RE: O/T: DAMN CIGARTTES

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My ex wife turned 77 the first week of August.
The first week of September she died in her sleep of congestive heart failure and COPD directly attributed to 50+ years of smoking.
She had finally quit smoking about 12 years ago.
Understand her health had been on the decline for some time, was on oxygen, and had been to see her doctor about 2-3 weeks ago.
He indicated that there was nothing else that doctors could do.
Best guess was that she might have 6 to18 months left.
She died 2 weeks later.
GOD DAMN TOBACCO.
I have never used any drugs other than alcohol and tobacco; however, I'm convinced that tobacco is the most addictive drug on the planet.
I stopped smoking cold turkey in Jan 1978. It was a bear to quit.
The most difficult thing I've ever done.
If you are still smoking in this day and age with all that is known about the harmful effects of smoking, stop and think about what is probably ahead for you.
It may just help you quit.
Off the stump until I see the next person smoking.
Lew
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You're absolutely right on about how tough it is to quit. I quit 8 years a go when it was discovered I had a substantial blockage in my left carotid. Quitting a 40-year habit was a bitch. The docs did a roto-rooter on the ca rotid and haven't had any problems there since. However, I was diagnosed w ith a modest bit of emphysema this year. Nothing that's slowed me down, bu t sooner or later that likely will kill me.
It seems like we need to get slapped upside the head to learn anything in t his life, especially when we're young and immortal.
Larry
On Friday, September 19, 2014 7:43:13 PM UTC-5, Lew Hodgett wrote:

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"Lew Hodgett" wrote in message
My ex wife turned 77 the first week of August.
The first week of September she died in her sleep of congestive heart failure and COPD directly attributed to 50+ years of smoking.
She had finally quit smoking about 12 years ago.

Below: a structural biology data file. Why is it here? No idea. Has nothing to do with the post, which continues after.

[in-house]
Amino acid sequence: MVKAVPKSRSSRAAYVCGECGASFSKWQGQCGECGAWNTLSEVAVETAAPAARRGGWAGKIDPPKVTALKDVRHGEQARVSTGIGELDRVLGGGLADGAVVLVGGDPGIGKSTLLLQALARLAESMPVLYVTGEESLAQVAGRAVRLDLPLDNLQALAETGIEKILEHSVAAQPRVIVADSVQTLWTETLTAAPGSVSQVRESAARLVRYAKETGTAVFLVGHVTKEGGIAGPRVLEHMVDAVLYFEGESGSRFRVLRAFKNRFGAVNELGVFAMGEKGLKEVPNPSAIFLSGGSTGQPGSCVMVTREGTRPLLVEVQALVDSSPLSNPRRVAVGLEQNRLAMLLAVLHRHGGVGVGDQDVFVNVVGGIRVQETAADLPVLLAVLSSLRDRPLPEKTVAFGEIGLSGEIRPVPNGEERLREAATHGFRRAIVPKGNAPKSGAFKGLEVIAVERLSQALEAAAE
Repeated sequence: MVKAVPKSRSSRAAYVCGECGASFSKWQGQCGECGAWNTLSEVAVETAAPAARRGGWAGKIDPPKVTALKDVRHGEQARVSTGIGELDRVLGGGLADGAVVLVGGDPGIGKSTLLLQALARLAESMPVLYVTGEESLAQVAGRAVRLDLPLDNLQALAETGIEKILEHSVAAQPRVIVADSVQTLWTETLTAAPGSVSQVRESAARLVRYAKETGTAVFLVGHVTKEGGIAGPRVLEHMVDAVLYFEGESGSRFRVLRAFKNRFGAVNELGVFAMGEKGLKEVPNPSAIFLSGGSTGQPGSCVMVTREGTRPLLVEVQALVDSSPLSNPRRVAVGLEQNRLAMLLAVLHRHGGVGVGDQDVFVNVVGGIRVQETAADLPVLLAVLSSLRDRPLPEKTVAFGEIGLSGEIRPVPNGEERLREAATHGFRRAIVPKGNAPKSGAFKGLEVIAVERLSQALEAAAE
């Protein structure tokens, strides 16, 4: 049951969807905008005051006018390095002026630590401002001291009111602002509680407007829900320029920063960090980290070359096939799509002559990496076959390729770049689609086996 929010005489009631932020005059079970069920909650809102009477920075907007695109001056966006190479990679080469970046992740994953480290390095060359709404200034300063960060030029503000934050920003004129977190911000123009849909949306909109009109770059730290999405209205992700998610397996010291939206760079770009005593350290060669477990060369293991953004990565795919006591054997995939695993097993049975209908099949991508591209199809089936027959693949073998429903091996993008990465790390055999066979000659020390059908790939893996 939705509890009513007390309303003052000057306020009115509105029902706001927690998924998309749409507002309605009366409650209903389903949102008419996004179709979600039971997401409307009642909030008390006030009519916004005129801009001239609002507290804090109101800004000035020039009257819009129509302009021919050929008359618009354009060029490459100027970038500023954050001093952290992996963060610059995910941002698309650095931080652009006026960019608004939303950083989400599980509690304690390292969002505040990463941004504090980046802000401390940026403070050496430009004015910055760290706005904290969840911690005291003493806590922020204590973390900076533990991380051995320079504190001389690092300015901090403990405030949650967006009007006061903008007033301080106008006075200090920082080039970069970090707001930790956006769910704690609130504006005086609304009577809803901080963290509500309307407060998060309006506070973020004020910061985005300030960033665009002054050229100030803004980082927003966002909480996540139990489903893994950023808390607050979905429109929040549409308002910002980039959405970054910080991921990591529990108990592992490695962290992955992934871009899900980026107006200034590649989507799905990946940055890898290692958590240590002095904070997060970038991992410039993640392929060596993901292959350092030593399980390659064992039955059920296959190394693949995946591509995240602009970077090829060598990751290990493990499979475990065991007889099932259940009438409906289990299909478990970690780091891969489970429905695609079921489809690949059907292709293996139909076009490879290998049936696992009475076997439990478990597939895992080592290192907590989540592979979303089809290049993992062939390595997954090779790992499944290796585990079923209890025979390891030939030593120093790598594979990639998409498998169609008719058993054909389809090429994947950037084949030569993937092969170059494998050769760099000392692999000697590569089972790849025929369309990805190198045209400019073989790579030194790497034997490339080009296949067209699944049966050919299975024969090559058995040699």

Understand her health had been on the decline for some time, was on oxygen, and had been to see her doctor about 2-3 weeks ago.
He indicated that there was nothing else that doctors could do.
Best guess was that she might have 6 to18 months left.
She died 2 weeks later.
GOD DAMN TOBACCO.
I have never used any drugs other than alcohol and tobacco; however, I'm convinced that tobacco is the most addictive drug on the planet.
I stopped smoking cold turkey in Jan 1978. It was a bear to quit.
The most difficult thing I've ever done.
If you are still smoking in this day and age with all that is known about the harmful effects of smoking, stop and think about what is probably ahead for you.
It may just help you quit.
Off the stump until I see the next person smoking.
Lew
Lew..you lost the wife at that age. Should have had many more years. I or my wife never smoked or consumed alcohol . My dad smoked for many years and had heart problems for many years before he died. WW
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On 9/19/2014 7:43 PM, Lew Hodgett wrote:

My condolences, Lew.
I finally quit seven years ago. It was a pure-D bitch to quit after 30 some-odd years. I'm 65 now and have COPD problems, of course. But my wife pushes me out the door to exercise.
Of all the foolishness in this brave new world, I had to get PERMISSION from my doctor to join a gym!
Shakespeare had a good idea - "First we kill all the lawyers".
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You have my sympathy. My father died of the same thing, altho he only made it to 73, after many years of very limited mobility. He too had been a heavy smoker for much of his life.
John
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On Fri, 19 Sep 2014 17:53:46 -0700, Gramps' shop wrote:

The addictiveness apparently varies. I quit 17 years ago after a minor heart attack and it wasn't very difficult. I did ask my cardiologist if I could have one cigar a month and after muttering he allowed that couldn't hurt me much :-). A friend of mine quit just because he got irritated at the price and also did it easily. Both of us had smoked since we were teens. I'm now 77 and he's 85.
But everyone else I know that quit had a heck of a time, just like you.
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My condolences, Lew.